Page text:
ALBAN, SAINT, usually styled the protomartyr of Britain, is said to have been born at Verulamium (the modern St Albans in Hertfordshire) towards the close of the 3rd century, and to have served for seven years in Rome in the army of the emperor Diocletian. On his return to Britain he settled at his native place and was put to death as a Christian during the persecution of Diocletian (c. 286-303). According to tradition, when peace was restored, great honours were paid to his tomb. A church was built on the spot, c. 793, by King Offa of Mercia. A monastery was subsequently added, and around it the present town of St Albans gradually grew up. Pope Adrian IV., who was born in the neighbourhood, conferred on the abbot of St Alban's the right of precedence over his fellow abbots, a right hitherto attached to the abbey of Glastonbury. St Alban is commemorated in the Roman martyrology on the 22nd of June; but it is impossible to determine with certainty whether he ever existed, as no mention of him occurs till the middle of the 6th century.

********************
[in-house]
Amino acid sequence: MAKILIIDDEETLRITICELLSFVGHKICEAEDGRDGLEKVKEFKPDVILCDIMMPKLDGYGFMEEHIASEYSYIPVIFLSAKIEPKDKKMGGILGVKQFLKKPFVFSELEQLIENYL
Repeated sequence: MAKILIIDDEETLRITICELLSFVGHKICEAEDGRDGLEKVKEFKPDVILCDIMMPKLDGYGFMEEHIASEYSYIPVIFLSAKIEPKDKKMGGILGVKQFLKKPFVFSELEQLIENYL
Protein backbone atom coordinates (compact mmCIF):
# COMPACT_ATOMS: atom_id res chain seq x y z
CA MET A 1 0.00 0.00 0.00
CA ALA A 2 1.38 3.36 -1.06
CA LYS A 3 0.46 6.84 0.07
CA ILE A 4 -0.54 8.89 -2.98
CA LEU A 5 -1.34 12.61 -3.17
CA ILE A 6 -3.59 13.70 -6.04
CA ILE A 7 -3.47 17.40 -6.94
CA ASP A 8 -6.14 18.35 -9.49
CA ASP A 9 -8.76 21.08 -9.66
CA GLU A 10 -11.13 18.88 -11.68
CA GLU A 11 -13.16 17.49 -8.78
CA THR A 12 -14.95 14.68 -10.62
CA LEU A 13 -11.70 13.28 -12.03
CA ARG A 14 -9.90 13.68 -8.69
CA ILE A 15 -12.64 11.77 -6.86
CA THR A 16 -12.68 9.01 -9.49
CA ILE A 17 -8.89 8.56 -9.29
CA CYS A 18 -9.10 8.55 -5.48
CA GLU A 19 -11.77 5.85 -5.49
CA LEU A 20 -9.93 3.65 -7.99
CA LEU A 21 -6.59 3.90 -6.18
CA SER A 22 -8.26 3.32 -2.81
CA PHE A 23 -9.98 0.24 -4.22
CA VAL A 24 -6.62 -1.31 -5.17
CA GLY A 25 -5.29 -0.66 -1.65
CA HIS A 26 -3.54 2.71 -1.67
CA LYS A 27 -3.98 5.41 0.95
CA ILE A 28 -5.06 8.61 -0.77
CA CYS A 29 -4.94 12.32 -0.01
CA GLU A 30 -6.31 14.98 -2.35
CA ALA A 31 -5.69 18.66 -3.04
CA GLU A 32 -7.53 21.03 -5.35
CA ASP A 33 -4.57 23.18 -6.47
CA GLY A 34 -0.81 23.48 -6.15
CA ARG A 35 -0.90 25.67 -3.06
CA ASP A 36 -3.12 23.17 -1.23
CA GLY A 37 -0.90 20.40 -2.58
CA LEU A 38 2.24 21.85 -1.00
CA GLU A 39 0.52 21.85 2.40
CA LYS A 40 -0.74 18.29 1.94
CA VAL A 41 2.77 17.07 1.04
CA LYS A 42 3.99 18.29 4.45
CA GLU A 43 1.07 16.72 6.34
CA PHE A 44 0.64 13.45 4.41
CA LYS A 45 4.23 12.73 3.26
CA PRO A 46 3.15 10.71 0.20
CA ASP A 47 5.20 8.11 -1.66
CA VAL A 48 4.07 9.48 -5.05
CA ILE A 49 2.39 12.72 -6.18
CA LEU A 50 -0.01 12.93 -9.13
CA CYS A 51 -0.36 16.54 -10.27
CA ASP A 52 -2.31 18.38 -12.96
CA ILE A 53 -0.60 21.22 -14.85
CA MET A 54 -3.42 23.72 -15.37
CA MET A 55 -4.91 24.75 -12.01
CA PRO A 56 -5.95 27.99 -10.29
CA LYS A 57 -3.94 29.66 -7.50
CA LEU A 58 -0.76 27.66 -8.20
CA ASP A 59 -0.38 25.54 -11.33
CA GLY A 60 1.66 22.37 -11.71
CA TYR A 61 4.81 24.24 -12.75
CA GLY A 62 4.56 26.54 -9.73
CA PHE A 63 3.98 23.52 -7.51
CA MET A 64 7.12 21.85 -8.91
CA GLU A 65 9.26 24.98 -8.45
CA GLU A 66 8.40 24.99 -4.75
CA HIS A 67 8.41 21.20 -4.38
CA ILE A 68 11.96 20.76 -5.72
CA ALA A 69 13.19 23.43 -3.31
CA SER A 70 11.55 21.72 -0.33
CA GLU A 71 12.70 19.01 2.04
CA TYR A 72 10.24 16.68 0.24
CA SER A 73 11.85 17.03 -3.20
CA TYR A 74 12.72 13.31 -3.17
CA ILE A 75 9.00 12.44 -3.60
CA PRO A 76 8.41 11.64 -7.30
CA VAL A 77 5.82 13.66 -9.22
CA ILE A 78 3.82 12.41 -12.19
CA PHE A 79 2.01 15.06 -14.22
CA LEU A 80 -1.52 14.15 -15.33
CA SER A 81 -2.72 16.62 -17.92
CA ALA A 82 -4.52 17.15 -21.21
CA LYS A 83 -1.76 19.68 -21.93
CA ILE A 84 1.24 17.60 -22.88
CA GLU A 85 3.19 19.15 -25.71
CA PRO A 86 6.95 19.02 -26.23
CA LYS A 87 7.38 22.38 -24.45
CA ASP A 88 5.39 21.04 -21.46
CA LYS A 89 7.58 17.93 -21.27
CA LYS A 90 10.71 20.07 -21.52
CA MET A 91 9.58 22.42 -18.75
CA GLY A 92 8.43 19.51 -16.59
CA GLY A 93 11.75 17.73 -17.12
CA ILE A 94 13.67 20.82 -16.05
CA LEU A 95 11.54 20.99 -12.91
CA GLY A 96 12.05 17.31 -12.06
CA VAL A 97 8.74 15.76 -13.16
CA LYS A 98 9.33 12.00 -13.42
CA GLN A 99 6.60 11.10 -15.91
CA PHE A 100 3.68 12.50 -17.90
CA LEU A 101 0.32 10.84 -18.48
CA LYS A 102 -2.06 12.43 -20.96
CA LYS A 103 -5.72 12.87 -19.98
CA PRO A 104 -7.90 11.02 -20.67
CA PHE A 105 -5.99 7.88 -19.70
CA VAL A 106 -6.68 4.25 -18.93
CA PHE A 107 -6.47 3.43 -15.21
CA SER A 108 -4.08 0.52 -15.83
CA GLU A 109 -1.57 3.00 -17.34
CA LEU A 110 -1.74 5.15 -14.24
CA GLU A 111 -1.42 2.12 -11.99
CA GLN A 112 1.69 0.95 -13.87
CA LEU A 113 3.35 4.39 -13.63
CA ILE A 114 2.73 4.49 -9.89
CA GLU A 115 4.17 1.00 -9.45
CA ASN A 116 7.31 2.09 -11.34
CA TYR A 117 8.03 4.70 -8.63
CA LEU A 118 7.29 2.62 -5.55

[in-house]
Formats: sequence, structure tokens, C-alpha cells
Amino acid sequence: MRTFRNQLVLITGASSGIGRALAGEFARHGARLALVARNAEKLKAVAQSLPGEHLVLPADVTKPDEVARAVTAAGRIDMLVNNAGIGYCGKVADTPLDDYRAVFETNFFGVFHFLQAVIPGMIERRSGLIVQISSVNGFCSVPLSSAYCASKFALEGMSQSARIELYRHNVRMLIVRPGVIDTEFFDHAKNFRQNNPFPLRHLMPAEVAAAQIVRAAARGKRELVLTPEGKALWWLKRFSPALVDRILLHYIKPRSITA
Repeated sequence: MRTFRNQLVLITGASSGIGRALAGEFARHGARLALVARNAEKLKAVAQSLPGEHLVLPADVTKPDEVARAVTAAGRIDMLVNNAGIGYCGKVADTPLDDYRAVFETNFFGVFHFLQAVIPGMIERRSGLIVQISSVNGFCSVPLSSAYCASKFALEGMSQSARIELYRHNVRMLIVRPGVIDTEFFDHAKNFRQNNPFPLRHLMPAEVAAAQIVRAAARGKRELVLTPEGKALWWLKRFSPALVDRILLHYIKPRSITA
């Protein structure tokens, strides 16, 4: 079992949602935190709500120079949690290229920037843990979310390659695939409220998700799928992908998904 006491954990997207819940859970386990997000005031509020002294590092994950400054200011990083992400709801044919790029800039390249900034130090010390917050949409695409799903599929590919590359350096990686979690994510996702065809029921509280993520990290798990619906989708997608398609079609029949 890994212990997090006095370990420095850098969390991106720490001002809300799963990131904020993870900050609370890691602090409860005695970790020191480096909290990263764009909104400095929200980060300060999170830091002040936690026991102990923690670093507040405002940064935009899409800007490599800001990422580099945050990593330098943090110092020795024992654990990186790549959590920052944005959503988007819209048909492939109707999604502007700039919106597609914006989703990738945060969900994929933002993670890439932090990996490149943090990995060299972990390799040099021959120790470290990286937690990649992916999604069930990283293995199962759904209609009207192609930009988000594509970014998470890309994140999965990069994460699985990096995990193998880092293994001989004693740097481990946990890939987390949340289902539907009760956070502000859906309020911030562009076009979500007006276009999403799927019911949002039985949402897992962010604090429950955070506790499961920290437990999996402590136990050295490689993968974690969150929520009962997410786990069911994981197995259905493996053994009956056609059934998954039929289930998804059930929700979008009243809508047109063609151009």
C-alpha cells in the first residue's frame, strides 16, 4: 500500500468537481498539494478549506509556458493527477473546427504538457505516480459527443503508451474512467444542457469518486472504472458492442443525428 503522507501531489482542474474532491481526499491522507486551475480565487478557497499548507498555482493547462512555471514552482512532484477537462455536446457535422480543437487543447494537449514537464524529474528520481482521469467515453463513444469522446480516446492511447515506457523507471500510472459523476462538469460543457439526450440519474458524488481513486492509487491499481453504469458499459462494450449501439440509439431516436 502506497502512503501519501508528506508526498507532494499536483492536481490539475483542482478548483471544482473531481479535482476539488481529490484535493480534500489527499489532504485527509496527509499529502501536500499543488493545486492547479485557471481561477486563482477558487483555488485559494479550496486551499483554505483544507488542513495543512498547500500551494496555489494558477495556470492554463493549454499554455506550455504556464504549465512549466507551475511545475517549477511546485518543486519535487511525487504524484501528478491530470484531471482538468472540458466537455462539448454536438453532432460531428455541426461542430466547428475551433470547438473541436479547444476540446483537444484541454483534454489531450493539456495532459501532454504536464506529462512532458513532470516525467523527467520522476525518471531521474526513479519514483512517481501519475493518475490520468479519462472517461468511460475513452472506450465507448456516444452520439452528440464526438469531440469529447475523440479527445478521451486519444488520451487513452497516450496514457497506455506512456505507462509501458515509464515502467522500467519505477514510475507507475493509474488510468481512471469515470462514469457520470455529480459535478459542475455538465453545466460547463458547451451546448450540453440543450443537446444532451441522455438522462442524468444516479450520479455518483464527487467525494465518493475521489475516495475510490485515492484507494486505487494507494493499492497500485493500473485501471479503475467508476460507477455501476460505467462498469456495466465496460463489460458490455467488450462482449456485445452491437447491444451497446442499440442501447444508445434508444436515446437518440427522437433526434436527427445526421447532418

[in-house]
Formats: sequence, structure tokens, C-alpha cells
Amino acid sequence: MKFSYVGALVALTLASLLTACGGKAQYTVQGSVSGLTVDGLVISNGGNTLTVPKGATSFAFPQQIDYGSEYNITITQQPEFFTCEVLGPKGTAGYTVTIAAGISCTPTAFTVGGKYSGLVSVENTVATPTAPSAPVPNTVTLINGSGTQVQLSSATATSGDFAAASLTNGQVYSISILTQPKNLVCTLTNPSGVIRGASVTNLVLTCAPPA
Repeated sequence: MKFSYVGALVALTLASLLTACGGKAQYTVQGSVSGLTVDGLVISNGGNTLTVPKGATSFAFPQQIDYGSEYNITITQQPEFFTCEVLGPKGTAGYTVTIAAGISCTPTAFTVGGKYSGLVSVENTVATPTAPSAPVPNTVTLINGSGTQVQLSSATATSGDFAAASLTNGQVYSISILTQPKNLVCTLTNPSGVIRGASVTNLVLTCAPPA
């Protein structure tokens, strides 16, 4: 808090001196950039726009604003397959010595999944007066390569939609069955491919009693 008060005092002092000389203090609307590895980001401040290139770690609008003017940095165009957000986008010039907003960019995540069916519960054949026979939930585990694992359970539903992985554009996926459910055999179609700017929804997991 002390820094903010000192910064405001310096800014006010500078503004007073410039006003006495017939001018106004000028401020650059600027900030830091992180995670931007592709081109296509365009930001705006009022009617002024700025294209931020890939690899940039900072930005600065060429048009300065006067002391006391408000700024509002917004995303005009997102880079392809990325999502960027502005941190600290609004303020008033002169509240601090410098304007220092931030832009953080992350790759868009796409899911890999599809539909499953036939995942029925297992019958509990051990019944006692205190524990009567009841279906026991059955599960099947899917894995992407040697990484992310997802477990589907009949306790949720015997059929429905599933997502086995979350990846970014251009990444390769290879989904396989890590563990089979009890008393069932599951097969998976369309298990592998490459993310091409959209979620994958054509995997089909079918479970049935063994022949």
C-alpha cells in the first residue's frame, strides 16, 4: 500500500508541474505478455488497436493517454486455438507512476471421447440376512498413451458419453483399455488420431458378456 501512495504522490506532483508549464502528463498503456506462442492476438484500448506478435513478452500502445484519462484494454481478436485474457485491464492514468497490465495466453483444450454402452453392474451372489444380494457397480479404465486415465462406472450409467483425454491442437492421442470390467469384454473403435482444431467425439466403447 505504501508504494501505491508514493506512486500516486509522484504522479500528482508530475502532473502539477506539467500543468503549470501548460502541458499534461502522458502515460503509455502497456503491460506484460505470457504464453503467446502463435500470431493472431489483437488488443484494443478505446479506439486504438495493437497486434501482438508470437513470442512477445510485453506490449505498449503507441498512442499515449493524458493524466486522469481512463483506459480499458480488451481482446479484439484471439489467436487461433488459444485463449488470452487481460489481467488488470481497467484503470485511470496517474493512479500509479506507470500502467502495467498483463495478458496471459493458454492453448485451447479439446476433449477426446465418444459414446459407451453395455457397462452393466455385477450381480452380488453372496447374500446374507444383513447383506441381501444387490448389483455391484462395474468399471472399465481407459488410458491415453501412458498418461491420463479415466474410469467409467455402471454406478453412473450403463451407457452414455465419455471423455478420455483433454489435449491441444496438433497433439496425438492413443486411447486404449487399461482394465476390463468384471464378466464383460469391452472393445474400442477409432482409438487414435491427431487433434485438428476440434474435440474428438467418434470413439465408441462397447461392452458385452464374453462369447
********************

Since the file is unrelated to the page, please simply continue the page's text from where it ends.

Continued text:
See U. Chevalier, Repertoire des sources historiques (1905), i. 95; D. Hardy, Descriptive Catalogue (1862), I. i. 3-34, ii. 688.
Note - this article incorporates content from Encyclopaedia Britannica, Eleventh Edition, (1910-1911)